My haiku for the show today

Konnichiwa Dear Patrons
The theme today is autumn
so please allow me to share my passion for poems.
by reciting a few chosen autumn haiku..
Depth of autumn
a few leaves on the tree
Autumn leaves
the girls talk about
from the gnarled trees
fluttering birds
Lone leaf
where has everyone
Bursting in bright hues
Splashing colours all about
autumn leaves must fall.
Chill wind
autumn breathes
its last
Reading outdoors
between pages
a dry leaf
Gust of wind
tired leaf
lets go
Ruined church
leaves fall
among the weeds
Autumn mist
slipping and sliding
towards winter
Weekend afternoon
red leaves skip down the street
behind the kids
Today the horizons
retreat into vague grey
bare branches
Thanksgiving grace--
peeking to spy a young niece
peeking back
Brittle leaf
rain soaked
in pieces
Fallen leaves
fill the hammock--
autumn repose
Night on the old pond
a frog sits
on the moon
Oh scarlet autumn!
that profound punctuation
to shamrock summer
Crows pluck crimson leaves
from birdbath to splash amid
blue sky reflections
Kaleidoscopic leaves
swirl and camouflage winter's
relentless approach
Indian Summer
burnishes bright leaf colours
into pastel hues
Fun fills the night air ...
homecoming, football, bands, but ...
no date for the dance
Jack-o-lantern glow
and stench cloak trick-or-treaters
on Halloween night
Umber oak leaves cling
stubbornly to their boughs
rasping until spring
Tears for NYC
and our Pentagon doth fill
an ocean of angst
Autumn: my yearly
clash with conflicting feelings
of joy and despair
Yellow autumn moon ...
unimpressed the scarecrow stands
simply looking bored
At our last parting
bending between boat and shore ...
that weeping willow
September sunshine ...
the hovering dragonfly's
shimmering shadow
See ... the heavy leaf
on the silent windless day ...
falls of its own will
So enviable ...
maple-leaves most glorious
contemplating death
Shocking ... the red of
lacquered fingernails against
white chrysanthemum
Do your worst, old frost
you can no longer wound me ...
last chrysanthemum!
Dry cheerful cricket
chirping, keeps the autumn gay ...
contemptuous of frost
Dancing in my silks
money tossed itself away ...
pretty, this paper dress!
Now in late autumn
look, on my old rubbish-heap ...
blue morning glory
Lonely umbrella
passing the House at twilight...
first snow falling soft
Thank you for your kind attention…

Tuesday, 13 October 2009

Kaylin chan directs on Wednesday

Kaylin chan is making a new stage for the show on Wednesday. The theme is fall/autumn, so I've offered some haiku as a performance.

Monday, 12 October 2009

Teaching starts tonight

Japanese teaching starts tonight, an hour earlier than last year so that means fighting rush hour traffic, grrrrrrrrrrr. At least I get home an hour earlier.

Directors needed for this week...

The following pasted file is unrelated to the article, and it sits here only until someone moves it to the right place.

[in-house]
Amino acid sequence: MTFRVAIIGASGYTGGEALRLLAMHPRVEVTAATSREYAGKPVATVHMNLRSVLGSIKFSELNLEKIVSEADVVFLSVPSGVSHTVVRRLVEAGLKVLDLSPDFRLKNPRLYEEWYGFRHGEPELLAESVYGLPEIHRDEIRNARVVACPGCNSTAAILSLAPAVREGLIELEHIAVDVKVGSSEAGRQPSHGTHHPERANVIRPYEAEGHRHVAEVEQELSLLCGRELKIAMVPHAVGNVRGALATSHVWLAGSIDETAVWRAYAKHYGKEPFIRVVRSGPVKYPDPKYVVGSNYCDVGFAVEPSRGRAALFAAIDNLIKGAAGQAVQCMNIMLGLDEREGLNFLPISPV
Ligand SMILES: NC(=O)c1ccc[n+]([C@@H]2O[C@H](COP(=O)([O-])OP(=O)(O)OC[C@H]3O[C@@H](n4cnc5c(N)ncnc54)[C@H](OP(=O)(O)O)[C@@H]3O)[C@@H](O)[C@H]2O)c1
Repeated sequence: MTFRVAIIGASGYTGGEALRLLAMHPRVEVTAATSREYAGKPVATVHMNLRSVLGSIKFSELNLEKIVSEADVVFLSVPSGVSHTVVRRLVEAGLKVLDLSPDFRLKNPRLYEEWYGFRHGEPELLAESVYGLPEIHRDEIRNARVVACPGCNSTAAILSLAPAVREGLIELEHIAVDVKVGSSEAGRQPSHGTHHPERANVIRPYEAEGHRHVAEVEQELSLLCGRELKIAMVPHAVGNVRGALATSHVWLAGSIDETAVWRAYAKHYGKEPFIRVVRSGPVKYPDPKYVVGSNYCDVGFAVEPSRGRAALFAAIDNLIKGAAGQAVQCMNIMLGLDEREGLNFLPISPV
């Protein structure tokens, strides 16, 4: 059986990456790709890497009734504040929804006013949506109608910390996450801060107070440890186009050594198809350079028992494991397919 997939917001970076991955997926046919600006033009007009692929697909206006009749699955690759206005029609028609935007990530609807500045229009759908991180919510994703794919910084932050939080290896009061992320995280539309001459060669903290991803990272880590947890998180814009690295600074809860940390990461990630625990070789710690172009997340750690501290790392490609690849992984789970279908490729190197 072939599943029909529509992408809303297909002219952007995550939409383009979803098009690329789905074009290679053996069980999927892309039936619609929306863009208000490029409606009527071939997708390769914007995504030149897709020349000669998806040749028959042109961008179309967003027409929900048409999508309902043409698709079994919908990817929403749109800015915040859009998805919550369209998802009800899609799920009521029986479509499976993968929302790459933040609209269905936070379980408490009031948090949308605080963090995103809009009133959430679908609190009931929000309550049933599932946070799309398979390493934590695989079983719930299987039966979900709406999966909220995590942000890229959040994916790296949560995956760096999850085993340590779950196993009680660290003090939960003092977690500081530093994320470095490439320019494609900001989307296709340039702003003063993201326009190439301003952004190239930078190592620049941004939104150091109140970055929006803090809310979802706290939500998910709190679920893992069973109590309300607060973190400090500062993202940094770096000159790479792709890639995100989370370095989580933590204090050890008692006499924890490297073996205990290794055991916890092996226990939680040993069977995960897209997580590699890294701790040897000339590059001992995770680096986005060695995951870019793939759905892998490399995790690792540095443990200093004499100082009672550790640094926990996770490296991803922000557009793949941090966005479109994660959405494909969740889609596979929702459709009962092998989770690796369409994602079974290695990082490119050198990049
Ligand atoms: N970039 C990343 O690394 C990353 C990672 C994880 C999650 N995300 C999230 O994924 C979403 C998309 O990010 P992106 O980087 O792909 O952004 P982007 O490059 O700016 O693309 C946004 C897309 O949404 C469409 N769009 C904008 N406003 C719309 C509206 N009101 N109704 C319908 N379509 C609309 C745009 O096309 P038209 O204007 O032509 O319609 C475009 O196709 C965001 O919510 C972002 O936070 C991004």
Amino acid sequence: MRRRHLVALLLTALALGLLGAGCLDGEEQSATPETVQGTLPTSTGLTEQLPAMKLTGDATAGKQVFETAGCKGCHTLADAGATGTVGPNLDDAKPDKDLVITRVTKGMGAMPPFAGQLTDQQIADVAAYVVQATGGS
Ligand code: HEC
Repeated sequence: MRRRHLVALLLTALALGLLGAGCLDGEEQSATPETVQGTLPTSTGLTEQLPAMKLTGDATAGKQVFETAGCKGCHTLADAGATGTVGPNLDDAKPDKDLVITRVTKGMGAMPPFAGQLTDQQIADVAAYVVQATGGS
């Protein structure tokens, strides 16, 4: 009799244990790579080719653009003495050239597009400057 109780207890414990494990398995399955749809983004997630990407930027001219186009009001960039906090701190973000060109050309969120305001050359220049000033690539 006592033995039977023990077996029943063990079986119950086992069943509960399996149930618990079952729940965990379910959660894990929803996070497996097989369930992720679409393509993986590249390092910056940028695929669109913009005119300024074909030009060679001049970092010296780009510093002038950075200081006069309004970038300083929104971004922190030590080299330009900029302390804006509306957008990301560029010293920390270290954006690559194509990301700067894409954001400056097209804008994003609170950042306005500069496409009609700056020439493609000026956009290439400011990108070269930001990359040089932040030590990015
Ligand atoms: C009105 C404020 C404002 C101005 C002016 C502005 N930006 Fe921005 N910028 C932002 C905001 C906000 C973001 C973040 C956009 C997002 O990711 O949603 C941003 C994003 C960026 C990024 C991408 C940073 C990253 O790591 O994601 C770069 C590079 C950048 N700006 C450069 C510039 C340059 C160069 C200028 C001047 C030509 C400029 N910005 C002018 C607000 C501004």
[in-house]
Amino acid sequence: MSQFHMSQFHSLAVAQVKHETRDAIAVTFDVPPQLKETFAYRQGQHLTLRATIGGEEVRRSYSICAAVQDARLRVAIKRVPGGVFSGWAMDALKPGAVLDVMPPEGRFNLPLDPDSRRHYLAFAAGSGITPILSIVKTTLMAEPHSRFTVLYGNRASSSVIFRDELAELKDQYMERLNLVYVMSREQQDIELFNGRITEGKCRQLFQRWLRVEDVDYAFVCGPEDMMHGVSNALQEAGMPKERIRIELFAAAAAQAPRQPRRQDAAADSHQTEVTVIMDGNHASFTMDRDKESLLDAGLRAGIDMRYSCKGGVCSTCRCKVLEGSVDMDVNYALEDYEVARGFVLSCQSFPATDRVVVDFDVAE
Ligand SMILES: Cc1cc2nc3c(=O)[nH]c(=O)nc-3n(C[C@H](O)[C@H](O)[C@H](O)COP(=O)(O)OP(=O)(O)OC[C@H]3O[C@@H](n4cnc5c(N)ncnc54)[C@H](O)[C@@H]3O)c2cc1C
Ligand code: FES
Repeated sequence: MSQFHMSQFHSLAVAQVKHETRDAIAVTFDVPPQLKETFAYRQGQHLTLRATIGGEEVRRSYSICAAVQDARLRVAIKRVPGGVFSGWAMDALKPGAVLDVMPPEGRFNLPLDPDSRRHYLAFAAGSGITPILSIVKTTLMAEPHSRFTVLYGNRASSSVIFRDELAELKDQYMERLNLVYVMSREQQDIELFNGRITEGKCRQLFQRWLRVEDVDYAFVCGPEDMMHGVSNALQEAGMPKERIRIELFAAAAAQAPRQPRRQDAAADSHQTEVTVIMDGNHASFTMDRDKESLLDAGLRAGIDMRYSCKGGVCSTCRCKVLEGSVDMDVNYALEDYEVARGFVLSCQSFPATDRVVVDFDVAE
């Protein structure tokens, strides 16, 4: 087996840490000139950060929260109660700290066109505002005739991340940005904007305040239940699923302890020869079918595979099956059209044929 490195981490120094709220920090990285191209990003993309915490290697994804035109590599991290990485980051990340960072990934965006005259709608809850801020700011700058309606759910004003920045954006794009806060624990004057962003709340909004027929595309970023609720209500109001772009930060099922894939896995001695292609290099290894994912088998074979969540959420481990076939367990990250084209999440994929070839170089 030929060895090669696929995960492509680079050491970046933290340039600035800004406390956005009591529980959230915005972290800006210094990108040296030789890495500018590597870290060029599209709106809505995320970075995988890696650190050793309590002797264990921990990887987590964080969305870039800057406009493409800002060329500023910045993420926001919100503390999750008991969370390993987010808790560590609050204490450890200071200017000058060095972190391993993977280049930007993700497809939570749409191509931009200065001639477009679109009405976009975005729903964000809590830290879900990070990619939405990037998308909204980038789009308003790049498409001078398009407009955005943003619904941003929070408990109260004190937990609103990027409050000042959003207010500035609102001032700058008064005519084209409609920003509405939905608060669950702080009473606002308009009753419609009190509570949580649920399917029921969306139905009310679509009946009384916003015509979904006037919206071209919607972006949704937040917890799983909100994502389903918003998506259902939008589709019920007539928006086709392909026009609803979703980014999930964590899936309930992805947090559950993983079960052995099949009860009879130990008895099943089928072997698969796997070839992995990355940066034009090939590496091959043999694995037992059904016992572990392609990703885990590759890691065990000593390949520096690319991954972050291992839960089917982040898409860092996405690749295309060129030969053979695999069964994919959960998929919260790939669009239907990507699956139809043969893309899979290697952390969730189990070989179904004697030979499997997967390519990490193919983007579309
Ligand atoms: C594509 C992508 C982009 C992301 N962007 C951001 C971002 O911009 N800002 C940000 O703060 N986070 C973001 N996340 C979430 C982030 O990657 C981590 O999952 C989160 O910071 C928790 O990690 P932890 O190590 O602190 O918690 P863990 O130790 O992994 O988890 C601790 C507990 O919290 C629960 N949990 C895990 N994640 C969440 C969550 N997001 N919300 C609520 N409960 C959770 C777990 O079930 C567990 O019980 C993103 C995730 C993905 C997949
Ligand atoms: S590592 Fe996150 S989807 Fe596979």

Have done my bit for a while but might be able to help out...

Sunday, 11 October 2009

Saturday show went smooth

Was a smooth show despite the lag. I ran the dance HUD.
Here was my story:
Konnichiwa Dear Patrons.
It is my pleasure to tell the story of the Jirohei Cherry Tree.
Some time ago, there was a cherry tree beloved by the local people.
The tree was famous for its beauty,
and a man named Jirohei built a tea house next to it.
The tea house began as a tiny establishment,
but soon grew to be very popular with travelers to the nearby temple.
Jirohei, a humble man, told those who asked
that his success was the result of being next to such a fine cherry tree.
Jirohei was quite fond of the tree,
and cared for it to the best of his ability.
He protected the tree by keeping anyone
from tearing off branches or climbing on it.
The tree flourished under his watchful and caring eye,
as did his teahouse.
One fine spring morning,
when the tree was in full bloom,
a wandering samurai happened upon the tea house
and stopped to admire the cherry tree's blossoms.
The samurai was a tall, mean looking man,
and he scowled at Jirohei when he approached.
"You," said the samurai,
"Who is the owner of this tea house?"
"I am, sir," said Jirohei meekly.
"How may I serve you?"
The samurai gazed at the tree.
"This is magnificent,
how fortunate you are to have it growing right beside your establishment."
Jirohei nodded.
"Yes, if it weren't for this tree
my tea house would never be the success that it is."
"Give me a branch from it," said the samurai.
"It will make a fine present for my favorite geisha."
Jirohei shook his head.
"I'm very sorry, sir, but I cannot.
I am unable to give anyone a branch from the tree,

although I am often asked."
"I am not even permitted to take blossoms from the tree,
it was a condition that the temple priests gave
before I was permitted to build my tea house."
"Please forgive me, but as the old saying goes,
"Cut the plum tree for your vases, but not the cherry!"
"You misunderstand," snarled the samurai.
"I wasn't asking if you would give me a branch.
I was telling you to get me one.
If you don't get it,
I will take it by force."
"I apologize,
but I am unable to do as you ask," said Jirohai.
He humbly stood his ground,
just as determined in his way as any samurai.
The samurai regarded him for a moment,
and then drew his sword.
He took aim at the tree's finest branch.
Jirohei grabbed at the samurai's sleeve and begged,

"Please sir, do not harm the tree,
you may take my life instead if you wish."
"Fine," said the samurai,
and cut Jirohei's arm in an attempt to get him to step aside.
Jirohei let go, but ran for the tree and tried to block the samurai.
The samurai swung again and cut off the branch.
Jirohei was unable to dodge in time,
and slumped to the ground after he was struck.